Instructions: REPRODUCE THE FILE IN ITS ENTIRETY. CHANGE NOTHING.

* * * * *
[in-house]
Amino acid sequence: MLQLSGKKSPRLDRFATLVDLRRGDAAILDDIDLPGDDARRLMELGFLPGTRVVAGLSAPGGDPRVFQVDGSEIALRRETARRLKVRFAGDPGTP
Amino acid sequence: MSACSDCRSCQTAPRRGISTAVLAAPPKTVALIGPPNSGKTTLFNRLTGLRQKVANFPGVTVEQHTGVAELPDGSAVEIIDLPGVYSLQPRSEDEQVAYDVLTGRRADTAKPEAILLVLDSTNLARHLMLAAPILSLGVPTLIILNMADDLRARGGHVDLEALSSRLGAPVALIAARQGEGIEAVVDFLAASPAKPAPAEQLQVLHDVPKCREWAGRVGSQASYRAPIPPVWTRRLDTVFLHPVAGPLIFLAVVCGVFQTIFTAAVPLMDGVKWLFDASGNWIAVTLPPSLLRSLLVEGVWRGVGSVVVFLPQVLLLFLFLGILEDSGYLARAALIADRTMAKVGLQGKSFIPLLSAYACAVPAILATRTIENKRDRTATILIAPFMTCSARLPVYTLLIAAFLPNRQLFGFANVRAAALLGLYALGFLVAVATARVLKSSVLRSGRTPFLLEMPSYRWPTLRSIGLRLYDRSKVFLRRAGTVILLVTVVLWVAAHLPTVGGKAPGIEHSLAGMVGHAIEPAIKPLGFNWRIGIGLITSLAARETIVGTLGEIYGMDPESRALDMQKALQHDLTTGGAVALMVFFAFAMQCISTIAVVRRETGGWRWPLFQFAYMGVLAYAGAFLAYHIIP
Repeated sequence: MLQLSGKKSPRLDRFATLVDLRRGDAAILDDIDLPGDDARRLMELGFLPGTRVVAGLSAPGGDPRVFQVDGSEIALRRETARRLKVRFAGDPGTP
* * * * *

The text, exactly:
[in-house]
Amino acid sequence: MLQLSGKKSPRLDRFATLVDLRRGDAAILDDIDLPGDDARRLMELGFLPGTRVVAGLSAPGGDPRVFQVDGSEIALRRETARRLKVRFAGDPGTP
Amino acid sequence: MSACSDCRSCQTAPRRGISTAVLAAPPKTVALIGPPNSGKTTLFNRLTGLRQKVANFPGVTVEQHTGVAELPDGSAVEIIDLPGVYSLQPRSEDEQVAYDVLTGRRADTAKPEAILLVLDSTNLARHLMLAAPILSLGVPTLIILNMADDLRARGGHVDLEALSSRLGAPVALIAARQGEGIEAVVDFLAASPAKPAPAEQLQVLHDVPKCREWAGRVGSQASYRAPIPPVWTRRLDTVFLHPVAGPLIFLAVVCGVFQTIFTAAVPLMDGVKWLFDASGNWIAVTLPPSLLRSLLVEGVWRGVGSVVVFLPQVLLLFLFLGILEDSGYLARAALIADRTMAKVGLQGKSFIPLLSAYACAVPAILATRTIENKRDRTATILIAPFMTCSARLPVYTLLIAAFLPNRQLFGFANVRAAALLGLYALGFLVAVATARVLKSSVLRSGRTPFLLEMPSYRWPTLRSIGLRLYDRSKVFLRRAGTVILLVTVVLWVAAHLPTVGGKAPGIEHSLAGMVGHAIEPAIKPLGFNWRIGIGLITSLAARETIVGTLGEIYGMDPESRALDMQKALQHDLTTGGAVALMVFFAFAMQCISTIAVVRRETGGWRWPLFQFAYMGVLAYAGAFLAYHIIP
Repeated sequence: MLQLSGKKSPRLDRFATLVDLRRGDAAILDDIDLPGDDARRLMELGFLPGTRVVAGLSAPGGDPRVFQVDGSEIALRRETARRLKVRFAGDPGTP